This is part of our NYCurious series, where we answer your burning questions about the city. Ask yours here.
For the first time, New Yorkers will have the option to vote early.
Ahead of Election Day on Nov. 5, designated locations across the city will be open for early voting for nine days.
“Too many New Yorkers struggle to get to the polls because of work obligations, family obligations, or other barriers,” said State Sen. Zellnor Myrie, who introduced the early voting bill. “Early voting helps ensure that all New Yorkers have the opportunity to make their voices heard at the ballot box.”
Voter turnout in New York has been among the lowest across the country, and advocates continue to push for more reforms, including automatic voter registration.
Scroll down to learn how early voting will work.
When can I vote early?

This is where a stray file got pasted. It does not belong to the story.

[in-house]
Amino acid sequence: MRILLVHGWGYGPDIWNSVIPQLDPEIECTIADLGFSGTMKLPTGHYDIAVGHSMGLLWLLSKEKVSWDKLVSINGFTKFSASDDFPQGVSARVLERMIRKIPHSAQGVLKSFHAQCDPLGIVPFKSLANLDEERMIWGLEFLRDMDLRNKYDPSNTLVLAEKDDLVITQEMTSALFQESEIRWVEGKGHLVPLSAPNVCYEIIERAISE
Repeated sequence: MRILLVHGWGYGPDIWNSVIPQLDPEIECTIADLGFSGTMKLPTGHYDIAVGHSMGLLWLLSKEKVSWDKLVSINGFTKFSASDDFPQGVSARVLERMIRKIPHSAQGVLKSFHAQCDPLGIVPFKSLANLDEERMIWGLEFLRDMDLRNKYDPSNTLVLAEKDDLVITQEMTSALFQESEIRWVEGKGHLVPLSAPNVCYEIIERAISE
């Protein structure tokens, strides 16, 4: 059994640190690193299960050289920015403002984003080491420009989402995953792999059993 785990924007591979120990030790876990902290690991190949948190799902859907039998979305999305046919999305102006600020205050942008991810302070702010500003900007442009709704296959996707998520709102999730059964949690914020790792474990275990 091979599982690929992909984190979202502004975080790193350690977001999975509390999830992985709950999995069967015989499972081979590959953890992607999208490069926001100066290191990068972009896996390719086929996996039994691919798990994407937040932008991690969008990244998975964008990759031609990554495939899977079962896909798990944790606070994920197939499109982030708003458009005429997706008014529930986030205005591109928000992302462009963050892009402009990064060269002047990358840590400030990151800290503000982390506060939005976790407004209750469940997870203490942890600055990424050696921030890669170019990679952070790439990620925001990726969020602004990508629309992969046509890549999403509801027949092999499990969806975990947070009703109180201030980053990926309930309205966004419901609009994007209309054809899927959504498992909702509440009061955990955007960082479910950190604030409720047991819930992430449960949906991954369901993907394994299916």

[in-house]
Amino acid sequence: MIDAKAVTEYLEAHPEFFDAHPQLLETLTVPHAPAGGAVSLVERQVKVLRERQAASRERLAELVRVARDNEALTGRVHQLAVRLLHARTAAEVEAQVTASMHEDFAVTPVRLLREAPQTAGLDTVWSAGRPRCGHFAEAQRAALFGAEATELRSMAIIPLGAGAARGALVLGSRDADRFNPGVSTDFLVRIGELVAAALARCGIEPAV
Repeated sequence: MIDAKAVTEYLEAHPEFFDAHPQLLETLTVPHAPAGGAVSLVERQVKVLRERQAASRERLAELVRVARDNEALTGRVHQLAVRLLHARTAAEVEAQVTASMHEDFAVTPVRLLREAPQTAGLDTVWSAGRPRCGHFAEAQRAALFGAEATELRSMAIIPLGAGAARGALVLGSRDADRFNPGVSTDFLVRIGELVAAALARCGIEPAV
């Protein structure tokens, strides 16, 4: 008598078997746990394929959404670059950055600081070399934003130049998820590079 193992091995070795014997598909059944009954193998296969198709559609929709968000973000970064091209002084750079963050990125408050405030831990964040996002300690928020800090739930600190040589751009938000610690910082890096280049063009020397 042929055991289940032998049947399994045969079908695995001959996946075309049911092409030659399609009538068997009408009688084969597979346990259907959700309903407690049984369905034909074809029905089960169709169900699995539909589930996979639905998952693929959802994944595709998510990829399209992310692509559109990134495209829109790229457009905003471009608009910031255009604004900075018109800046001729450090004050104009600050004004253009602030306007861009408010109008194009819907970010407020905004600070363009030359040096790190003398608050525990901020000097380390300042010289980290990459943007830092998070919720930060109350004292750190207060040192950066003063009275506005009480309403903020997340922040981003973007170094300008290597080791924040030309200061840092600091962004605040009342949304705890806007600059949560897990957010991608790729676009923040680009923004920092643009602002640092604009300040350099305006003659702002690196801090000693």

Early voting will be held from Oct. 26 to Nov. 3. Here are the hours for each day, according to the city Board of Elections:
- Saturday, Oct. 26: 10 a.m. to 4 p.m.
- Sunday, Oct. 27: 10 a.m. to 4 p.m.
- Monday, Oct. 28: 9 a.m. to 5 p.m.
- Tuesday, Oct. 29: 7 a.m. to 8 p.m.
- Wednesday, Oct. 30: 9 a.m. to 5 p.m.
- Thursday, Oct. 31: 9 a.m. to 5 p.m.
- Friday, Nov. 1: 7 a.m. to 8 p.m.
- Saturday, Nov. 2: 10 a.m. to 4 p.m.
- Sunday, Nov. 3: 10 a.m. to 4 p.m.
Where can I vote early?
There are 61 locations across the five boroughs designated for early voting. All registered voters are assigned to a location. To find yours, go to nyc.pollsitelocator.com.
Do I need to be registered to vote or can I register at the polling location?
You need to be registered in advance. The deadline to register for the upcoming election is Oct. 11.
Will the ballot be the same as on Election Day?
Can I change my vote after early voting?
No, once you submit your ballot, you cannot vote again.
Is absentee voting still an option?
Yes, registered voters who can’t vote in person can vote absentee. If you request an absentee ballot by mail, your application must be postmarked by Oct. 29.
The completed absentee ballot must be postmarked by the day before Election Day.